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White House Outlines FY 2022 R&D Budget Priorities

On August 14, the White House Office of Management and Budget (OMB) and Office of Science and Technology Policy (OSTP) issued a memorandum laying out the Trump Administration’s research and development budget (R&D) priorities for fiscal year (FY) 2022. The memo cites five key White House priorities and four “high-priority crosscutting actions” for U.S. federal agencies to consider as they develop their FY 2022 budget submissions.

While the FY 2022 memo shares similar priorities to R&D memos from previous fiscal years, a notable difference is the inclusion of public health security and innovation as a priority in light of the ongoing COVID-19 pandemic. The five budgetary priorities listed in the memo are:

  1. Public Health Security and Innovation
  2. Leadership in the Industries of the Future and Related Technologies
  3. Security
  4. Energy and Environmental Leadership
  5. Space Leadership

The memo also includes four “high-priority crosscutting actions” for federal agencies to better meet the budgetary priorities listed above. These four actions are:

  1. Build the S&T Workforce of the Future
  2. Optimize Research Environments and Results
  3. Facilitate Multisector Partnerships and Technology Transfer
  4. Leverage the Power of Data

Additional details can be found in the memorandum.

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Posted in Issue 17 (September 1), Update, Volume 39 (2020)

PCAST Holds Virtual Meeting, Swears in New Members from Academia

On June 30, the President’s Council of Advisors on Science and Technology (PCAST) held a virtual meeting during which two new members of PCAST were sworn in. Abraham “Avi” Loeb, Professor and Chair of the Department of Astronomy at Harvard University, and Daniela Rus, Director of the Computer Science and Artificial Intelligence Laboratory at the Massachusetts Institute of Technology, were sworn in after being nominated in April amid discussions that new PCAST nominees would represent academia given that representatives from industry have already been appointed (see previous COSSA coverage for more details).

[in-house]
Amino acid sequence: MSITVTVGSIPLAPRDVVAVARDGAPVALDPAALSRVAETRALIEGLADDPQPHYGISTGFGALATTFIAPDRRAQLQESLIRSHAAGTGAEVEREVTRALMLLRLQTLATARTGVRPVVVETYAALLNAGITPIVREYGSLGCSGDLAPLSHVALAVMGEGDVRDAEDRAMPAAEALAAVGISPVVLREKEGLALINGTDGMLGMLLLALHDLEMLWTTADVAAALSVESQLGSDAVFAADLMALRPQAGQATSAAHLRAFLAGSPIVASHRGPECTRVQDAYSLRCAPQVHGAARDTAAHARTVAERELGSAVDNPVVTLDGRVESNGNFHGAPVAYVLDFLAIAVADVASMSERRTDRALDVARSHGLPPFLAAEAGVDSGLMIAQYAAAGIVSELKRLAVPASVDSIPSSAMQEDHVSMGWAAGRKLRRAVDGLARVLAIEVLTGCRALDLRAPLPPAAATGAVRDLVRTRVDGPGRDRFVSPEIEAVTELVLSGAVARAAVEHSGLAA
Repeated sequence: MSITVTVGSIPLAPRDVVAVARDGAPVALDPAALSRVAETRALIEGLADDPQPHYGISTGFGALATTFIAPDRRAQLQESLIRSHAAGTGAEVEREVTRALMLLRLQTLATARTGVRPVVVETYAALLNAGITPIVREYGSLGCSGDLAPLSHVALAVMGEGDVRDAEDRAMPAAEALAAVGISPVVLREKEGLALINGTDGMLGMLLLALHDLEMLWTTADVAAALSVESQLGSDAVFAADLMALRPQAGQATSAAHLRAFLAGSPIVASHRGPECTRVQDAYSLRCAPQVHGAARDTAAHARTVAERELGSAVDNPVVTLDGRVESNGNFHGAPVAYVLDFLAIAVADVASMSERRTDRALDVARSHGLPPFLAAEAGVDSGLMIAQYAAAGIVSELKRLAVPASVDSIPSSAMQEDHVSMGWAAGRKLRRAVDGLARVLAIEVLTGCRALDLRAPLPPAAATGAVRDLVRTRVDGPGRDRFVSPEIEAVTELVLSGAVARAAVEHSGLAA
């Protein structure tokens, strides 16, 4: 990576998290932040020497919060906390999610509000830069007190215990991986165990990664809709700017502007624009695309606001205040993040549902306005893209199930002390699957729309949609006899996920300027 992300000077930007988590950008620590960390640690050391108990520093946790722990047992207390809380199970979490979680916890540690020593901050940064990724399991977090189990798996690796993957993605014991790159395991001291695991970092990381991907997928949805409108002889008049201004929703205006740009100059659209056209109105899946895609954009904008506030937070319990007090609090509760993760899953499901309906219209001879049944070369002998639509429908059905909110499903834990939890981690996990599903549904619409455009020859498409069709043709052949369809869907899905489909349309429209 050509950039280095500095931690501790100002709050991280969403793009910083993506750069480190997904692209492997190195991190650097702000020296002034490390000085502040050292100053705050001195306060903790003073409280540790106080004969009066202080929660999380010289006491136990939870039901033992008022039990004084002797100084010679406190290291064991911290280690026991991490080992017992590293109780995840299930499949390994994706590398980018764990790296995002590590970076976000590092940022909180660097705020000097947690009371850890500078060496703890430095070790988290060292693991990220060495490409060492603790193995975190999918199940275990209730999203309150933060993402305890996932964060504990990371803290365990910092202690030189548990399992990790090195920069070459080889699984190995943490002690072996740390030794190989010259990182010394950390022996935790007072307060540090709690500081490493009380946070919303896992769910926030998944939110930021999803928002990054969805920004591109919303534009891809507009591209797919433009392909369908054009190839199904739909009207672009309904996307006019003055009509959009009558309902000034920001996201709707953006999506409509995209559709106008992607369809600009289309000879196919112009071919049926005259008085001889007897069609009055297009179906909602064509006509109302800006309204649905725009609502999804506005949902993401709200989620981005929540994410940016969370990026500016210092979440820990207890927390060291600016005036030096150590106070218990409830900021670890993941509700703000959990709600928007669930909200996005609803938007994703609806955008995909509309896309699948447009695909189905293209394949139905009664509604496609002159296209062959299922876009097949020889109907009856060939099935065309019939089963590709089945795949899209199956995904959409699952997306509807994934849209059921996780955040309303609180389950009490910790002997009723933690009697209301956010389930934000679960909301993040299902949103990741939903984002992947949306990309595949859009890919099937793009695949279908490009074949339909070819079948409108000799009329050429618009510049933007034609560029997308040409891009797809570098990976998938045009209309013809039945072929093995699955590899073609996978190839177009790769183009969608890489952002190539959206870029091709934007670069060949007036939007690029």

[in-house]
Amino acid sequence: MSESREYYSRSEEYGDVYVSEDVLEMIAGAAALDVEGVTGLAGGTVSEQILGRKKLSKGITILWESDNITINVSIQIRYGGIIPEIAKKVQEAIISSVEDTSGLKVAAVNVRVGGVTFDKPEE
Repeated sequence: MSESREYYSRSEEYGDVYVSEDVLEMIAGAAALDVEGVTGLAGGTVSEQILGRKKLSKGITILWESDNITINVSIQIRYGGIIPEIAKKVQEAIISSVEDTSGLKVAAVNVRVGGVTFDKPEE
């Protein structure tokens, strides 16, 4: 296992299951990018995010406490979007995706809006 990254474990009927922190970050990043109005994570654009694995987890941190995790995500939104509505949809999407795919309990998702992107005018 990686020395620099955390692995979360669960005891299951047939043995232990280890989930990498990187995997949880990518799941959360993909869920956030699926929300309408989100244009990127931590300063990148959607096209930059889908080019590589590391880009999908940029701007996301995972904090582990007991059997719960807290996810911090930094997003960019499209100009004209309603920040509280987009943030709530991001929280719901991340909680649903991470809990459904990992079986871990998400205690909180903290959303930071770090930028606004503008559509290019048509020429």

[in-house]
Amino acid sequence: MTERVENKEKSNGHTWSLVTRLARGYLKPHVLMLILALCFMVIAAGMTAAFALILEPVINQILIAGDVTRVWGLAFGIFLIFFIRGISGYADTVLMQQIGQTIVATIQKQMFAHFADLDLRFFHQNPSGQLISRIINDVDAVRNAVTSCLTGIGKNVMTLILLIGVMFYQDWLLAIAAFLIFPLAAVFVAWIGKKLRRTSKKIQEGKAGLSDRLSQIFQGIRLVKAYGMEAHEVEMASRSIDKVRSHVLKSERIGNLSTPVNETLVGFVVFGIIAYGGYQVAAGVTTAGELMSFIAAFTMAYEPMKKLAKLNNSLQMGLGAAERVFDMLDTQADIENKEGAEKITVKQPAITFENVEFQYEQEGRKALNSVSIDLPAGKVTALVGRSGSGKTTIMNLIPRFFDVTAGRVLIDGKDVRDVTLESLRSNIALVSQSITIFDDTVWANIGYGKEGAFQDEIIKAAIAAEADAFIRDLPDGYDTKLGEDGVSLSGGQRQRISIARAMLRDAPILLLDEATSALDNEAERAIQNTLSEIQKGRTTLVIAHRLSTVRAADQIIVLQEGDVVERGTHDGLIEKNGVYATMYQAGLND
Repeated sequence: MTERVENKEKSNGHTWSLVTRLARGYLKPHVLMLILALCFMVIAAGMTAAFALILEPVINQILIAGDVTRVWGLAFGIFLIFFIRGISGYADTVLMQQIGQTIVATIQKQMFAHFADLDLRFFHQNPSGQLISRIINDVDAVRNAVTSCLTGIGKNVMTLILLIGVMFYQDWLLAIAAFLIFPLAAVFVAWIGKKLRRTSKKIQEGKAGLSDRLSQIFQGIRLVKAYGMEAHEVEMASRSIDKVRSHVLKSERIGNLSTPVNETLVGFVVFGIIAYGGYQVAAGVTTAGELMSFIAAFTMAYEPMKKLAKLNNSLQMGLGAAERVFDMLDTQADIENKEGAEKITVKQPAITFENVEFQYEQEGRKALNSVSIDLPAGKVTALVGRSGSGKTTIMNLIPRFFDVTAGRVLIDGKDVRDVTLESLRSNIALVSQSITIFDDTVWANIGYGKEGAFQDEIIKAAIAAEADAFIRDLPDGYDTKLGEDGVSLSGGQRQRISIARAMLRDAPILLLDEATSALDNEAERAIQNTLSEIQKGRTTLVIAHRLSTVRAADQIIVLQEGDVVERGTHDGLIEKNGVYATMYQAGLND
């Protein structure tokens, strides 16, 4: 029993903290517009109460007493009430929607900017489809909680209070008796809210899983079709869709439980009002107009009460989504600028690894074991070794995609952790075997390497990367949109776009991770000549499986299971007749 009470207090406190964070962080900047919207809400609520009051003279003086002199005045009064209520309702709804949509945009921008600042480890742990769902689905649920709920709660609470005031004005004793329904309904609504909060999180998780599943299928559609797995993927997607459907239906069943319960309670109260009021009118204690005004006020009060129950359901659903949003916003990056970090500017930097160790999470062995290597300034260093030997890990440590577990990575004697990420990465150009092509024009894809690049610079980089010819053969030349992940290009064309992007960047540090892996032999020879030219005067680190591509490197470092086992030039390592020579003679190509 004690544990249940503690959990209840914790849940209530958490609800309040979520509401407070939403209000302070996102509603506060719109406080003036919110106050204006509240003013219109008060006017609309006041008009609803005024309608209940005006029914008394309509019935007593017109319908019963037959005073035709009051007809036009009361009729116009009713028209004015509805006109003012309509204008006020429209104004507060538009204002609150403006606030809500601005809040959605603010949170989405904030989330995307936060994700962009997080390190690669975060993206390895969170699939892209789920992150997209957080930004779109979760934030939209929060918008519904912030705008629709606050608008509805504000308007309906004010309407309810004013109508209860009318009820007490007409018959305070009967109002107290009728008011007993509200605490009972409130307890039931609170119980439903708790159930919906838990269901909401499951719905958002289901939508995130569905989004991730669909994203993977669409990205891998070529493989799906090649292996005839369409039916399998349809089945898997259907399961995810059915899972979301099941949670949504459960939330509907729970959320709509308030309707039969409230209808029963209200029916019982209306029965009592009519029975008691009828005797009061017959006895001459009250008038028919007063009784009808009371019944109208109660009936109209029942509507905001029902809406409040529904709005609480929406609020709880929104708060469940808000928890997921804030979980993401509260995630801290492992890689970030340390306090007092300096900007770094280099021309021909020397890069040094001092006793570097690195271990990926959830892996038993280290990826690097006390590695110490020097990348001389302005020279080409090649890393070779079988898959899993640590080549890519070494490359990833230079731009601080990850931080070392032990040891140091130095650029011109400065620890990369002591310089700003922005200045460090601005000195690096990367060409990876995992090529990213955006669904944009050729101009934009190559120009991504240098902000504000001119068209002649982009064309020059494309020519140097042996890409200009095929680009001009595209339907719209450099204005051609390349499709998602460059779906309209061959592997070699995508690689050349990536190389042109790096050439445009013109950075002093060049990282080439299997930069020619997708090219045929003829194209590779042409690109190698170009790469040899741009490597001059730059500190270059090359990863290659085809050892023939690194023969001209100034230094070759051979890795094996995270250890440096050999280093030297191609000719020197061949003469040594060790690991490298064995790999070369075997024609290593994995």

Much of the meeting was dedicated to discussing recommendations for the Administration’s Industries of the Future (IotF) initiative, which include strategically important tech industries such as quantum and artificial intelligence. The meeting focused on four main discussions:

  • Enhancing multi-sector engagement in IotF research and innovation;
  • Meeting national needs for a diverse, multi-sector IotF workforce;
  • New models of engagement for national laboratories; and
  • Students, post-doctoral scholars, and early career professionals in IotF.

More information about PCAST, presentation slides, and the meeting agenda can be found on the Department of Energy’s (DOE) Office of Science website.

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Posted in Issue 14 (July 7), Update, Volume 39 (2020)

White House Announces Appointments for PCAST and NSB

On April 20, the White House announced the appointment of several individuals for key positions in the Administration including two seats on the President’s Council of Advisors on Science and Technology (PCAST) and four seats on the National Science Board (NSB), the advisory body to the National Science Foundation (NSF). This wave of nominations for PCAST follows an announcement from White House Office of Science and Technology Policy (OSTP) Director and PCAST Chair Kelvin Droegemeier that several future PCAST nominees would come from academia rather than industry (read previous COSSA coverage for more details). The two nominees for PCAST are:

  • Abraham “Avi” Loeb, Professor and Chair of the Department of Astronomy at Harvard University
  • Daniela Rus, Director of the Computer Science and Artificial Intelligence Laboratory at the Massachusetts Institute of Technology

The four nominees for the NSB are:

  • Aaron Dominguez, Provost and Professor of Physics at the Catholic University of America
  • Dario Gil, Chief of Research at IBM
  • Sudarsanam Babu, Professor and Chair of Advanced Manufacturing at the University of Tennessee, Knoxville
  • Roger Beachy, President of the Donald Danforth Plant Science Center

Roger Beachy currently serves on the NSB and has been reappointed for a second term while the three other appointees would be new members of the advisory body. Since there are eight members with expiring terms on the NSB this year, four more appointments have yet to be announced.